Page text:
Securing agreement to the term sheet at the end of a virtual mediation can be tricky unless the parties have an electronic signature program such as DocuSign ready to go. Even emailing a document to each side to print out, scan, and return can create a delay that could unsettle the agreement.

A simple method that I’ve used is where the mediator emails the agreement to both sides and simply asks for a response to that email confirming agreement. This creates a written record of agreement, and can be done while the mediation session is still going on, thereby eliminating any delay in getting a binding agreement.

But is this email system binding? In Overfield v. Starbucks Corp. (D. Kan. 2020), even though there was an in-person mediation, rather than have the agreement signed then and there, the mediator emailed the document to both sides about an hour later, to which both parties responded “Yes, agreed.” The court found this agreement binding. So, emailing an agreement to both sides, and requesting a response indicating their agreement, should be a viable and quick way of securing a binding contract.

Enforcing a Mediation Confidentiality Provision

In Tellis v. LeBlanc, (W.D. La. 2020), in the course of litigating a motion to strike a jury demand, the defendant cited facts it had learned in a prior unsuccessful mediation about the nature of the plaintiff’s case. The plaintiff moved for sanctions based on defendant’s use of that information because the communications in the mediation were supposed to have been privileged and confidential.  The court agreed that the use of the information was improper, but found no evidence that the defendant had acted in bad faith, and therefore denied the request for sanctions. The court noted that the disclosure was made for no purpose other than to highlight a position asserted in a brief, and that there was no effort to prejudice the plaintiff in any improper way.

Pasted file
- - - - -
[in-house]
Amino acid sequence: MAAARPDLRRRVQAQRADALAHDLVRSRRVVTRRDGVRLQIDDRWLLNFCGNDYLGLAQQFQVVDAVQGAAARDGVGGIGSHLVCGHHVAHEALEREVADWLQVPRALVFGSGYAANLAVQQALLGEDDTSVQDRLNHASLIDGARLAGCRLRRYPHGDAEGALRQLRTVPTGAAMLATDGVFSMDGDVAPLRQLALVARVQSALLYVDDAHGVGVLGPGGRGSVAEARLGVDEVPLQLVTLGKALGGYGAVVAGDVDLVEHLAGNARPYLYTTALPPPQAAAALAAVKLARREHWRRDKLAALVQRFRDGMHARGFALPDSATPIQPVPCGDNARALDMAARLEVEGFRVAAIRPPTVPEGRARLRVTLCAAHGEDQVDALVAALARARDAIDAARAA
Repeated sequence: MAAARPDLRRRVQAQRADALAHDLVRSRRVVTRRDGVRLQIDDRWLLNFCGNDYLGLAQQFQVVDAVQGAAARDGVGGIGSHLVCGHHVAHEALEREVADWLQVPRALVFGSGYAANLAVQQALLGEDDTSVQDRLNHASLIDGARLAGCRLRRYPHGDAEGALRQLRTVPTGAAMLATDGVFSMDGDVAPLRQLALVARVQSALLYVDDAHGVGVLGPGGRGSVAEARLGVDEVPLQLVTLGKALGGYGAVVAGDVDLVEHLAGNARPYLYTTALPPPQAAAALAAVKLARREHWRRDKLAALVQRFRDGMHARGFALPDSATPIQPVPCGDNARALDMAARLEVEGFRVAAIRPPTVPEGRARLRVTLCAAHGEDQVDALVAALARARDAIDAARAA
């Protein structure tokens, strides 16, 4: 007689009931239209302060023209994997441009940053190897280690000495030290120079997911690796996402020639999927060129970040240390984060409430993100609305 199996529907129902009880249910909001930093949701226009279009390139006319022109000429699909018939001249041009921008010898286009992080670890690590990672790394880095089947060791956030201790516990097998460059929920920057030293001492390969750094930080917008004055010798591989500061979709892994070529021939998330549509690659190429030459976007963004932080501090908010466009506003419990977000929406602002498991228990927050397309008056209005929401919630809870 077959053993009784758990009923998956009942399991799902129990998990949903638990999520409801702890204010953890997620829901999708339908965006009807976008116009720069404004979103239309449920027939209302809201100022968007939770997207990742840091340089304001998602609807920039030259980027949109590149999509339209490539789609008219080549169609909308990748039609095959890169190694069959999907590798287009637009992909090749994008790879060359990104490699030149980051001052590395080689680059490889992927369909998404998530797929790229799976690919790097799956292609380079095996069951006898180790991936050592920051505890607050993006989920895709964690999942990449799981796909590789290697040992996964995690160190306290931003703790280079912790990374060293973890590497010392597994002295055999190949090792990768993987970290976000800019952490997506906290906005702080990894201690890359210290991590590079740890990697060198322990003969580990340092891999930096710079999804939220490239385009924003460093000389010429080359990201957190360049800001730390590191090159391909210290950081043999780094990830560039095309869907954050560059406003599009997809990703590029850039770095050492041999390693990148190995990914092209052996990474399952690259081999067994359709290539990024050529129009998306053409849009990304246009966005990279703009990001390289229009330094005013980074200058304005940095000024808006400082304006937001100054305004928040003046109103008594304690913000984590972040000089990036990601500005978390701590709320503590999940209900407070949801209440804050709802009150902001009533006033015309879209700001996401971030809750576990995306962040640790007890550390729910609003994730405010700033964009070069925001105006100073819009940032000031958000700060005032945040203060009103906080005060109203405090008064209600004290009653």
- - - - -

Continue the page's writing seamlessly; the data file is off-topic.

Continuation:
Takeaway: While assuring privilege and confidentially in a mediation, either contractually, by court rule, or by statute, is essential, it can be difficult to obtain a remedy if one party subsequently violates the confidentiality of the mediation.

Interesting side-note: In the background section, the court noted that the magistrate who conducted the mediation ordered the parties to submit confidential statements before the mediation containing a “bottom-line settlement proposal.”  I have never encountered this, and feel it could well create an obstacle to successful a negotiation.  If anyone has seen this technique used in a mediation, I’d love to hear whether it was helpful or not.